All three societies invite a number of new graduates from the year’s degree shows. The RSW’s invited graduates include Joanna Migut whose Eighty Eight is a collection of 88 portraits of apples, each cut in half and painted in cross section on separate sheets of paper. Chloe Colquhoun is also an invited graduate, but her Out of Sight, Out of Mind, stands out in this company by being completely abstract. It is a rather beautiful web of concentric rectangles overlaid by parallel lines with differing intervals all in white on brown and with a set of small dark circles looming behind. It is all rather musical and would perhaps look more at home upstairs in the SSA/VAS exhibition.

Certainly, although there is representational work of one kind or another in that show, and there other sorts of external reference too, abstraction in its various forms does tend to dominate. A notable exception is Robert Powell’s marvellous Myriorama: Theatre of Exile. It’s unkind to call it a strip cartoon, but that is its form. It is also a theatre because there are spectators watching events unfold in a dystopian world which has echoes of Goya, Rembrandt and the monstrous, haunted visions of James Ensor. Barry McGlashan often follows a similar track with his inventive take on the old masters, but he strikes a different note here with Burning Boat, simply a beautiful rendering of fire over water with echoes of Monet and Turner and all the richness of colour that suggests. Jane Askey also makes straightforward landscapes. She paints farms and glass houses combining oil-paint and drawing in a way that is unusual but effective.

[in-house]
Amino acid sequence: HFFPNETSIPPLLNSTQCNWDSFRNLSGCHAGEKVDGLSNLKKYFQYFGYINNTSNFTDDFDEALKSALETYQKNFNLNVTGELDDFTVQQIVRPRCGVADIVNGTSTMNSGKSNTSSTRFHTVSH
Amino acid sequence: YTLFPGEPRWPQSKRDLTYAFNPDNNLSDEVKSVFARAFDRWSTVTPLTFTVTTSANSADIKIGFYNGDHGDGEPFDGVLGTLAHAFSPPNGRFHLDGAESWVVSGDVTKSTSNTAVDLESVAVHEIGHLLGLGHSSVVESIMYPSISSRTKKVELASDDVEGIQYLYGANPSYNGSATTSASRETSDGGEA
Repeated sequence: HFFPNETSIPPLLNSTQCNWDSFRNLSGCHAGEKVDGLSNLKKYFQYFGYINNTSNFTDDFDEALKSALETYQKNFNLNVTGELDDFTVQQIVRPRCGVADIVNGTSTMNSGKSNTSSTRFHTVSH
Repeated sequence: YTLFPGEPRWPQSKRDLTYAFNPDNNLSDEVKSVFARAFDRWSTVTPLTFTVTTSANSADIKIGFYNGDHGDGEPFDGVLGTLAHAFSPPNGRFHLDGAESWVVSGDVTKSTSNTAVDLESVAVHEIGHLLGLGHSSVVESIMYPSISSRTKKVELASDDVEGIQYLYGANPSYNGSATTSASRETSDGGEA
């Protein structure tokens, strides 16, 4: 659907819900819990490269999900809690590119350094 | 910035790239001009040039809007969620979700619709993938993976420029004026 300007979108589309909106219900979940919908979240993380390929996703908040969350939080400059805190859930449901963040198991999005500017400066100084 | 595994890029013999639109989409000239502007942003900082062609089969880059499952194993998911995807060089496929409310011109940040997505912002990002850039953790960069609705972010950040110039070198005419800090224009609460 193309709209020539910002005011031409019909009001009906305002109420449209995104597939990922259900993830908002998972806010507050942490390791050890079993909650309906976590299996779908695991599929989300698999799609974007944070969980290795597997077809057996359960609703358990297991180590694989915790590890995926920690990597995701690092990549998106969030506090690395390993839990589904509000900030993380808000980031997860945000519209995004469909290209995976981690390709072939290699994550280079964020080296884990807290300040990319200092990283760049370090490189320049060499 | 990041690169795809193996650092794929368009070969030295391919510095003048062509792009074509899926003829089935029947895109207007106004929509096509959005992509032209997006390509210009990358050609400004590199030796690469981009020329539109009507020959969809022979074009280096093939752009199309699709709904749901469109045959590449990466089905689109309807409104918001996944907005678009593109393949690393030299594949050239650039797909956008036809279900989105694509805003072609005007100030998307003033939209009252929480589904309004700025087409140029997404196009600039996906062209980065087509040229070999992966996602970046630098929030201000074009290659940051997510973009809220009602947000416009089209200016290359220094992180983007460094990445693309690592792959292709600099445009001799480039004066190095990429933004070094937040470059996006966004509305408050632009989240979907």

More typical of this show, however, is Tangent, a big, bold abstract by Sophia Pauley. It consists of three parts, two on the wall and one on the floor, and they echo each other in composition but are also linked by a single sweeping calligraphic line. Ilana Pichon is an invited artist from Quebec. Her work is similarly bold and abstract but it also has a set of works on paper pinned to it. One work with ten labels, it is a kind of portmanteau piece. Rowan Paton’s two works, Steep Decline and Climate Precipice, are hung like a diptych and certainly work that way. Both combine opaque black shapes and delicate drawing, all against bare canvas in a way that is very satisfying. The mysteriously named artist …grafik 2.1 has a work, called Untitled, but which then has a subtitle. Such confusion aside, it is an austerely minimalist silkscreen print of black rectangles against a ground of larger light coloured rectangles apparently created by collage. John Ayscough’s large work, Untitled, consists of strips of corrugated cardboard laid flat on each other to create the shape of a large canvas with an unusual texture, but then along the top it is decorated with gold leaf. Another work by the same artist is simply a piece of found cardboard, gilded. Such bold simplicity is equally striking in Gillian McFarland’s Wonderings 1, a piece of paper roughly rectangular and worked over with what she calls “graphite puncturings” until it has a positively geological blackness. Nearby in Mars Study II, Iona Parkin achieves a similar effect with mixed media, but the outcome is white not black. Among invited graduates, Emelia Kerr Beale dominates the entrance to the galleries with a strange, etiolated beast.